Helping families get back on their feet in Myanmar
YANGON, 14 January 2005 - After an earthquake shook the ground under Hla Than’s feet the morning of December 26th, she returned to her daily work, unaware of the danger that was approaching.
“When we returned to our homes, what we found was so bad that we could not recognize where we had once lived,” she says. “We became destitute without any food and clothes, and without any means of making an income. Everything was swept away.”
While Myanmar was largely spared the cataclysmic effects of the recent tsunami disaster, scattered villages along the coast of Myanmar’s Ayeyarwaddy Delta were pounded by the ocean torrents and families’ homes were swept into the sea.
Mother Aye Min San lost her home and her young nephew in the tsunami.
“My brother’s child [w]as standing very close to here,” she says as she looks out towards the ocean. “He was on the shore, and the wave swept him far away, back into the forest. That’s where we found his body.”
UNICEF has delivered more than 650 emergency family kits to help tsunami-affected children and their families make it through this difficult time. The kits have been packed with blankets, clothing, utensils, mosquito nets and other essential items.
“We’ve provided these families with the things they tell us need the most,” says UNICEF Health Officer Myo Tint. “Clothes and blankets to keep children warm and basic household items they can’t easily replace.”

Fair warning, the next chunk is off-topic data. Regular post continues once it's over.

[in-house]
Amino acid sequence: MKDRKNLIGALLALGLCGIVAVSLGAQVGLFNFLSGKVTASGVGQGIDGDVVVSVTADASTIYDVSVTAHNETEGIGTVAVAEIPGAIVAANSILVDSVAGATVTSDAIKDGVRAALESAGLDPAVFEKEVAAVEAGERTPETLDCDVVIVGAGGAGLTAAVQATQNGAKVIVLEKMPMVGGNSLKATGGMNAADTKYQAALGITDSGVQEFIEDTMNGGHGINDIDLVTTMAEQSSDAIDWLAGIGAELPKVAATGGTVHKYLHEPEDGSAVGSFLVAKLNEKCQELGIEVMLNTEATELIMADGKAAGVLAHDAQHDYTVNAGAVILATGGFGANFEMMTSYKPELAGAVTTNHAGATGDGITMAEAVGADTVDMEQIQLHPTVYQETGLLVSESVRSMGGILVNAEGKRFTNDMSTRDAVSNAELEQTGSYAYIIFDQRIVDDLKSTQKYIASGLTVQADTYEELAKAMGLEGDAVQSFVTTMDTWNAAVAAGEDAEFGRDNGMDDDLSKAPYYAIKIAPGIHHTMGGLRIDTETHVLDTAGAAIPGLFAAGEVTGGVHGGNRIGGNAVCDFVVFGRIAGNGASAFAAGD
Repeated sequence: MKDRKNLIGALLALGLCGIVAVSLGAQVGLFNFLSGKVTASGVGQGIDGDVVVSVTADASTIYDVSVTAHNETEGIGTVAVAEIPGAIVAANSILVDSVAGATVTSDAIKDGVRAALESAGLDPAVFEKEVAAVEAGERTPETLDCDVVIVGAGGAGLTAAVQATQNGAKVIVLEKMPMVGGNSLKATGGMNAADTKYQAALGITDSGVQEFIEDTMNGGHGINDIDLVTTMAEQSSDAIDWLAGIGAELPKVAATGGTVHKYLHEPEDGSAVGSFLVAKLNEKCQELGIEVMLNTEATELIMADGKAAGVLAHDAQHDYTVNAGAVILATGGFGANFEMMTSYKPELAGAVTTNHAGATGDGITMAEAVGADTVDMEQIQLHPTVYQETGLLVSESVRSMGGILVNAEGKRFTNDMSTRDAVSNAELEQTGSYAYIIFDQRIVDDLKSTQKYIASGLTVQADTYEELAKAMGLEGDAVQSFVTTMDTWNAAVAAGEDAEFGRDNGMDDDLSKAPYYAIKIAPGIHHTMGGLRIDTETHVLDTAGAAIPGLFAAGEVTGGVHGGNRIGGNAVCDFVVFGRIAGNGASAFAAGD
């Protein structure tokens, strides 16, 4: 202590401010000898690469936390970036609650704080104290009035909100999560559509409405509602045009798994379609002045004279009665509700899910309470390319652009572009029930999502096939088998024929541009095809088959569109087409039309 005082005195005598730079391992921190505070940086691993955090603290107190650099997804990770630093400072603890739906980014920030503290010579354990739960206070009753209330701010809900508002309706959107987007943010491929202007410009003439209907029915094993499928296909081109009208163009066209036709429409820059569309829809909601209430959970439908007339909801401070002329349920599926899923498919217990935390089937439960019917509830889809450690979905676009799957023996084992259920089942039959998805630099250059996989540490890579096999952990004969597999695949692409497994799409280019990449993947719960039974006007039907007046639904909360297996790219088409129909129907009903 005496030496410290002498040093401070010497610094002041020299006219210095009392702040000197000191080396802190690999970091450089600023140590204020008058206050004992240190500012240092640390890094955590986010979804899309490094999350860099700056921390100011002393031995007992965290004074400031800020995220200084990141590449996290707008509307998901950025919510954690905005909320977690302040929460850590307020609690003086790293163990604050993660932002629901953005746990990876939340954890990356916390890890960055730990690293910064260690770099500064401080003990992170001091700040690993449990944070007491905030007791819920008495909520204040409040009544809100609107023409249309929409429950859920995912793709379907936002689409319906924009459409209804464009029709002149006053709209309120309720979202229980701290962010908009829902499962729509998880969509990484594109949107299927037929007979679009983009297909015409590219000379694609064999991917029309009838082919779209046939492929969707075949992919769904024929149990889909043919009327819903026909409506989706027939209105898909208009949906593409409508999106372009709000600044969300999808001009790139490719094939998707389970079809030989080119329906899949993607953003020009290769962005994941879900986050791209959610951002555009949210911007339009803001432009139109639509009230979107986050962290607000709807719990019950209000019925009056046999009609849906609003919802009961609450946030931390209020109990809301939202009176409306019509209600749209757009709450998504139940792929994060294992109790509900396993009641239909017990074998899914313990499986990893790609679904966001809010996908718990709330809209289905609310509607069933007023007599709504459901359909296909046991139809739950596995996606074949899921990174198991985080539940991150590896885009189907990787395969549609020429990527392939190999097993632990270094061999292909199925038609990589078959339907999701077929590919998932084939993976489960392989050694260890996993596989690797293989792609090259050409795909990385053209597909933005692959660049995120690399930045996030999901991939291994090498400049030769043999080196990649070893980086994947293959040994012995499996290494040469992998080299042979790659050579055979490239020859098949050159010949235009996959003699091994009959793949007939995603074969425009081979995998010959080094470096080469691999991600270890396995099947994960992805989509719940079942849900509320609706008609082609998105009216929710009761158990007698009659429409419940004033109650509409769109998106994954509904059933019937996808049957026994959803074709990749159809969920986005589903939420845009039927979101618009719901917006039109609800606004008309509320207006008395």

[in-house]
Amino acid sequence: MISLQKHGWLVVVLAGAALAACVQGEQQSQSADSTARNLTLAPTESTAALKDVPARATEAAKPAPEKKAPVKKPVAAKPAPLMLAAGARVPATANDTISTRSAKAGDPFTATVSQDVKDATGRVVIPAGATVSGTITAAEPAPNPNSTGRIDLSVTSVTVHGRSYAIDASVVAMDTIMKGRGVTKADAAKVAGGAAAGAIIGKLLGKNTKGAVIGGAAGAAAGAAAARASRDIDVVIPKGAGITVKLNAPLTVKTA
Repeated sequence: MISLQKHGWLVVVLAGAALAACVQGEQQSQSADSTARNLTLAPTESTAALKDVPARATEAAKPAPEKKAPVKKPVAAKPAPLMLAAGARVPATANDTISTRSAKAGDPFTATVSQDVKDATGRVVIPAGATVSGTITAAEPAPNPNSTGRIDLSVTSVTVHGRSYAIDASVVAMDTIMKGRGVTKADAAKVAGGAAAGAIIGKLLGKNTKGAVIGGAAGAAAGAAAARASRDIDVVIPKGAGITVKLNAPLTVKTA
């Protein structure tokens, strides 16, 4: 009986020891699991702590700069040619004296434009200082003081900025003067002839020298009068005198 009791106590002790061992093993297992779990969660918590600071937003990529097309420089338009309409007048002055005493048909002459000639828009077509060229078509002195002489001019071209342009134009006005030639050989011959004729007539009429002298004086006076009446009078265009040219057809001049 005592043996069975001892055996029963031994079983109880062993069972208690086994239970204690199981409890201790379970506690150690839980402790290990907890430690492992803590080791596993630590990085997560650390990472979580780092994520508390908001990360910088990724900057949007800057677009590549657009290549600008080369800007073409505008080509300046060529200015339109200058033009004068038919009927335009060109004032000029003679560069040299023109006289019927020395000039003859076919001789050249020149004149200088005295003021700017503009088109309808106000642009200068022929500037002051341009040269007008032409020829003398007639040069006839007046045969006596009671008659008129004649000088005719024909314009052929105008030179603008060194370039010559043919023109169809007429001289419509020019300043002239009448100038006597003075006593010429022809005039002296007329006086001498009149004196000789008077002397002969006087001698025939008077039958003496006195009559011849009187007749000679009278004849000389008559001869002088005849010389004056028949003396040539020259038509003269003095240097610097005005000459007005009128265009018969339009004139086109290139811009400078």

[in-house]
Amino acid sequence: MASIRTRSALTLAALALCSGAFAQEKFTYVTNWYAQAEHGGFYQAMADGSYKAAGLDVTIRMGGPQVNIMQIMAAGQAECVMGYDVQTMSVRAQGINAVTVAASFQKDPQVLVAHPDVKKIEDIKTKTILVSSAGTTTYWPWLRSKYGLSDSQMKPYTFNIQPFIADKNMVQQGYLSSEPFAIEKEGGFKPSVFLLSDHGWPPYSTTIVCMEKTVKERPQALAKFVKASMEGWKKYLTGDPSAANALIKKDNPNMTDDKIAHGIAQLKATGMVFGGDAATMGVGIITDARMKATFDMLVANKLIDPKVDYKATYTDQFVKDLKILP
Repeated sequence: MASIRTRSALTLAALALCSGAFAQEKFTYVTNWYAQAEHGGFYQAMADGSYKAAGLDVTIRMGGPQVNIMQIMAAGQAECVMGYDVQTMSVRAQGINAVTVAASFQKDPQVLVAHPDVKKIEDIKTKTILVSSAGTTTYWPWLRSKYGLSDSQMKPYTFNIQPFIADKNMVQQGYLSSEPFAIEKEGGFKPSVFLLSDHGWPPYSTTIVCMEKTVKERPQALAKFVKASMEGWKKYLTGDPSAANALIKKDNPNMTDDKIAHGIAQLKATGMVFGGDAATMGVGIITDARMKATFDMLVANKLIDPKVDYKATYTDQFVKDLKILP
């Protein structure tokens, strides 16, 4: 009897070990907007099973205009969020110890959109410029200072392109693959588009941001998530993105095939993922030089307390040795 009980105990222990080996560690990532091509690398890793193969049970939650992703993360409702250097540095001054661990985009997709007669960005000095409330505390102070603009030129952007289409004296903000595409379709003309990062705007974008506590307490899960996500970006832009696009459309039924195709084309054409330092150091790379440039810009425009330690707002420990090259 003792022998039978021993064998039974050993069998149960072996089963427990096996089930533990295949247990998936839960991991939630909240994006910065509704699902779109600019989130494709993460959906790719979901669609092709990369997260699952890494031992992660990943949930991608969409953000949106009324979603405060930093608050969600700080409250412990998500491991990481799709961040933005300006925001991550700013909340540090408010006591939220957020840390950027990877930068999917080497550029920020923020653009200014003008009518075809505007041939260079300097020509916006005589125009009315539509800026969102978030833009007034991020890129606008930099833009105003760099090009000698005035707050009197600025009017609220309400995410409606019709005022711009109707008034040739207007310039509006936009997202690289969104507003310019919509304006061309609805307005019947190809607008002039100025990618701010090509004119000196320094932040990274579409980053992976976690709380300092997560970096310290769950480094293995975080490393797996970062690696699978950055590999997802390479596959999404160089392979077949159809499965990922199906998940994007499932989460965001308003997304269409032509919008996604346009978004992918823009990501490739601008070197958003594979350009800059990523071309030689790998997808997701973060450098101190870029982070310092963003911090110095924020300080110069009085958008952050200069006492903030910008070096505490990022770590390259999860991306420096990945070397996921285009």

UNICEF is also rehabilitating clean water systems in remote, hard-hit areas where access to safe water can often be a challenge. Ensuring that children have access to safe, clean water helps keep them healthy and protects them from a range of diseases.
While UNICEF’s current assistance is addressing the immediate needs of tsunami victims, longer-term support is needed to ensure that affected communities can fully recover from this tragedy.
One component of this assistance is psycho-social support. For many children, the emotional scars of the disaster can linger on long after the initial shock of the tragedy has passed.
Five year old Soe Sandar Aye recalls her terror as she ran away from the oncoming waves, saved only by her mother’s strong and loving arms. “I don’t even want to look at the waves anymore,” she says with a sorrowful, vacant look.
To help tsunami-affected children like Soe Sandar Aye, UNICEF will be providing essential psychosocial, education, water/sanitation and health support to help them resume a normal life and stay healthy, safe and strong.
For further information please contact: